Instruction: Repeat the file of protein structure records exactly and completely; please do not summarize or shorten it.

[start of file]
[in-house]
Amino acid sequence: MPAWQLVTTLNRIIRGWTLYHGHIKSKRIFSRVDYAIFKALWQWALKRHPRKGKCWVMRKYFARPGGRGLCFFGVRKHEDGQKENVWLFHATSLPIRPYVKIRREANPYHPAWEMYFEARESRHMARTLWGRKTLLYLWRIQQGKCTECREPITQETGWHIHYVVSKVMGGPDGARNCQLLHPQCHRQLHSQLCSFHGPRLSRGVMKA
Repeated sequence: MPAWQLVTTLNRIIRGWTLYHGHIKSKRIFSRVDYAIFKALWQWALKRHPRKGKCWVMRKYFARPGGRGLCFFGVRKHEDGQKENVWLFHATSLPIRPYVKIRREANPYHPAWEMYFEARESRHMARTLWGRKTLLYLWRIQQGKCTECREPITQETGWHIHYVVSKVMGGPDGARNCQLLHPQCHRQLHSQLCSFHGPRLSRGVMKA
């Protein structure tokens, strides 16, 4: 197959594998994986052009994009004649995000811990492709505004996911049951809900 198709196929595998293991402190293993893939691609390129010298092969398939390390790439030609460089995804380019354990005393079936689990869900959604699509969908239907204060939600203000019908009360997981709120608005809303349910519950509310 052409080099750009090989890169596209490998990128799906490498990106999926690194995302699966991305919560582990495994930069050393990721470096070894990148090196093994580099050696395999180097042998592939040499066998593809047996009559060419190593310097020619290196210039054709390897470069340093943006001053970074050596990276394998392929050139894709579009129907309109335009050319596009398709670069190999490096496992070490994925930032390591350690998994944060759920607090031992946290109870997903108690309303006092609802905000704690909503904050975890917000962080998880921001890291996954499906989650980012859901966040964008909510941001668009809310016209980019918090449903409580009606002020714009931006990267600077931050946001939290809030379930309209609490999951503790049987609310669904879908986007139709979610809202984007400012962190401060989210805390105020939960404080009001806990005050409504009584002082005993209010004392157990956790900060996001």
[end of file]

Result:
[in-house]
Amino acid sequence: MPAWQLVTTLNRIIRGWTLYHGHIKSKRIFSRVDYAIFKALWQWALKRHPRKGKCWVMRKYFARPGGRGLCFFGVRKHEDGQKENVWLFHATSLPIRPYVKIRREANPYHPAWEMYFEARESRHMARTLWGRKTLLYLWRIQQGKCTECREPITQETGWHIHYVVSKVMGGPDGARNCQLLHPQCHRQLHSQLCSFHGPRLSRGVMKA
Repeated sequence: MPAWQLVTTLNRIIRGWTLYHGHIKSKRIFSRVDYAIFKALWQWALKRHPRKGKCWVMRKYFARPGGRGLCFFGVRKHEDGQKENVWLFHATSLPIRPYVKIRREANPYHPAWEMYFEARESRHMARTLWGRKTLLYLWRIQQGKCTECREPITQETGWHIHYVVSKVMGGPDGARNCQLLHPQCHRQLHSQLCSFHGPRLSRGVMKA
């Protein structure tokens, strides 16, 4: 197959594998994986052009994009004649995000811990492709505004996911049951809900 198709196929595998293991402190293993893939691609390129010298092969398939390390790439030609460089995804380019354990005393079936689990869900959604699509969908239907204060939600203000019908009360997981709120608005809303349910519950509310 052409080099750009090989890169596209490998990128799906490498990106999926690194995302699966991305919560582990495994930069050393990721470096070894990148090196093994580099050696395999180097042998592939040499066998593809047996009559060419190593310097020619290196210039054709390897470069340093943006001053970074050596990276394998392929050139894709579009129907309109335009050319596009398709670069190999490096496992070490994925930032390591350690998994944060759920607090031992946290109870997903108690309303006092609802905000704690909503904050975890917000962080998880921001890291996954499906989650980012859901966040964008909510941001668009809310016209980019918090449903409580009606002020714009931006990267600077931050946001939290809030379930309209609490999951503790049987609310669904879908986007139709979610809202984007400012962190401060989210805390105020939960404080009001806990005050409504009584002082005993209010004392157990956790900060996001």